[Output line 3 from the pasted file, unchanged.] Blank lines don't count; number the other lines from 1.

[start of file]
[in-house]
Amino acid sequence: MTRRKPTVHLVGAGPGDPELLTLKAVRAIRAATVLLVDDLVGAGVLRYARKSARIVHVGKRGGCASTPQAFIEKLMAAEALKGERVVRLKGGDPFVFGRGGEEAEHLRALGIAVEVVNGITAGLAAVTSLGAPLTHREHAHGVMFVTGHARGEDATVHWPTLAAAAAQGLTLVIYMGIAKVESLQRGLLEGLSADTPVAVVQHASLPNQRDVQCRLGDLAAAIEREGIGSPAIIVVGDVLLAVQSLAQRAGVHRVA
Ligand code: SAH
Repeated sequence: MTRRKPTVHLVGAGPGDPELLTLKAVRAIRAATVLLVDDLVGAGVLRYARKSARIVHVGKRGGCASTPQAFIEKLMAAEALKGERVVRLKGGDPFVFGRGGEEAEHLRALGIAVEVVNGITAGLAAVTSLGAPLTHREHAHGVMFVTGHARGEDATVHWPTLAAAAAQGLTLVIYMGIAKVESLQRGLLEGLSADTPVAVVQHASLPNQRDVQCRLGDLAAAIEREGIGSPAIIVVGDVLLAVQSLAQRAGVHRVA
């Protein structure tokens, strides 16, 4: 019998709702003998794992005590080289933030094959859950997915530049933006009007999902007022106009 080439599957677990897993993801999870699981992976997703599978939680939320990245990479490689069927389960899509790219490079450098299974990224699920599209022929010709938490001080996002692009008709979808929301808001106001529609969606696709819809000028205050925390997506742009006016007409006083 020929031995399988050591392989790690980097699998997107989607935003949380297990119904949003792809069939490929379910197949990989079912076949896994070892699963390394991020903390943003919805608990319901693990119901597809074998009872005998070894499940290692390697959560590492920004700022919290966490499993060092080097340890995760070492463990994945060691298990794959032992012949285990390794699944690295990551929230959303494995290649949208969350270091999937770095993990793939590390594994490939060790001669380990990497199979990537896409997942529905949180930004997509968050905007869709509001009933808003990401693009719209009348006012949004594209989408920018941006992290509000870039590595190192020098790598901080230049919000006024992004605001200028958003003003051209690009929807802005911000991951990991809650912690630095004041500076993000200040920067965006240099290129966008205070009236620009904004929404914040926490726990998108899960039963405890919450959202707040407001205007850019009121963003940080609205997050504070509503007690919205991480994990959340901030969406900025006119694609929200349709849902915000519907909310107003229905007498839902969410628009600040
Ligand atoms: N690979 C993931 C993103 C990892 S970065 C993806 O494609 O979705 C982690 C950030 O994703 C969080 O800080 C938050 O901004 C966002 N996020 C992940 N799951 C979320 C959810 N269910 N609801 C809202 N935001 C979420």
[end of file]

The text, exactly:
Ligand code: SAH